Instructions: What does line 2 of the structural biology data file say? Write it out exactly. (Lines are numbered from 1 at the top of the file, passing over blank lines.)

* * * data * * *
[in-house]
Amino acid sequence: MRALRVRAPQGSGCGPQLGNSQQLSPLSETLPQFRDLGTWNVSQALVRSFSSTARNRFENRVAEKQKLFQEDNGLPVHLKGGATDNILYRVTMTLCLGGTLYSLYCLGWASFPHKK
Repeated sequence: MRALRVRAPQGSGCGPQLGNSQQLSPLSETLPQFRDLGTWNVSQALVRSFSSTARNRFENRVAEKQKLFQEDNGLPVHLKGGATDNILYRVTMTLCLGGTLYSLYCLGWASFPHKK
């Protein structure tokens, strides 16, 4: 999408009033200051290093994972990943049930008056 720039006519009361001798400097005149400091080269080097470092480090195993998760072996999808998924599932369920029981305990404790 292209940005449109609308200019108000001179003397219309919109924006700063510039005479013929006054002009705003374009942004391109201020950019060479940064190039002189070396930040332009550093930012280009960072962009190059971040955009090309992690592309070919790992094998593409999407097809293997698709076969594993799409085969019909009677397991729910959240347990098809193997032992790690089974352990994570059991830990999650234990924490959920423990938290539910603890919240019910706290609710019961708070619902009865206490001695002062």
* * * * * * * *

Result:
Amino acid sequence: MRALRVRAPQGSGCGPQLGNSQQLSPLSETLPQFRDLGTWNVSQALVRSFSSTARNRFENRVAEKQKLFQEDNGLPVHLKGGATDNILYRVTMTLCLGGTLYSLYCLGWASFPHKK